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Fake Japanese flags


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Anyone here seen anything in print or otherwise regarding US sailors or marines creating japanese flags to sell to sailors arriving to pacific islands after the initial invasions?

 

YES!

 

In fact, many moons ago AGM owned an extensive WWII trunk group, purchased directly by my former business partner from the Army veteran himself. There were a number of nice Japanese flags in the group, and he informed us that they were all fake. He said (paraphrasing - it was a long time ago) "Yes, we had a regular business making up Japanese flags out of parachute silk and mercurochrome we got from a medical outfit. Got pretty good at it. We sold and traded them to those stupid squids as fast as we could make them."

 

Wish I had that interview on tape.


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I've heard it the other way... Seabees taking flags they found and making them "more interesting" by adding kanji to them, and selling them to Marines or Army troops.

 

Years later one of these ended up in the hands of a proud collector who took it down to the language department of his local university to have it translated. Of course, he was hoping the characters would be a name, unit, or patriotic "Banzai" saying.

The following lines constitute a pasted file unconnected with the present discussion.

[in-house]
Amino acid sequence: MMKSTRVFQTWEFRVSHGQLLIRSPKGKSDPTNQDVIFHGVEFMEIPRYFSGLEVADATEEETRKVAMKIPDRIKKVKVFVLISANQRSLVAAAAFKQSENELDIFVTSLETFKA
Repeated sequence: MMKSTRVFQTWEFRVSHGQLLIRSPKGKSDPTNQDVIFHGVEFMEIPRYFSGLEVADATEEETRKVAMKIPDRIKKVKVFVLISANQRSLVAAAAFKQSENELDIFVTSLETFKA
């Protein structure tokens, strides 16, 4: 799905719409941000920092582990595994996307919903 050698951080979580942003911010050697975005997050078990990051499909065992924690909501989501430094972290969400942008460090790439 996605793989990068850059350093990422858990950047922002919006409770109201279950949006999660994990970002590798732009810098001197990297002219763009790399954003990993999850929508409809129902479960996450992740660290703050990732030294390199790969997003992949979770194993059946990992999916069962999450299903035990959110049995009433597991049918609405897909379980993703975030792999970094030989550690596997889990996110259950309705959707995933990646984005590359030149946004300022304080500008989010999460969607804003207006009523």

When he got the translation back it included words such as "Rice", "Sake", "Fish", etc. Years earlier, some enterprising soul had sat down and copied the characters they found on the boxes around them, which apparently were ration crates!

Gil Burket
Omaha, NE
Specializing in Fakes and Reproductions
of the Vietnam War

burkcats@hotmail.com

 

"One is easily fooled by that which one loves."

 

Moliere: Tartuffe

 

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Here's something else to consider. I picked up four Japanese flags at an estate sale; two meatball flags and two Rising Sun flags with fringe. They were made exactly like the originals, but had green leather tabs as opposed to golden/yellow leather tabs (each flag had leather triangles in two corners for the string ties to run through). As best I can determine, the owner had been stationed in Japan with the Army Air Corp shortly after the war ended, and the same small businesses that made flags for the Japanese Imperial Army and Imperial Navy were making them for selling to the US Military. Same size and materials, except for the leather color. Anything to make a living in those days.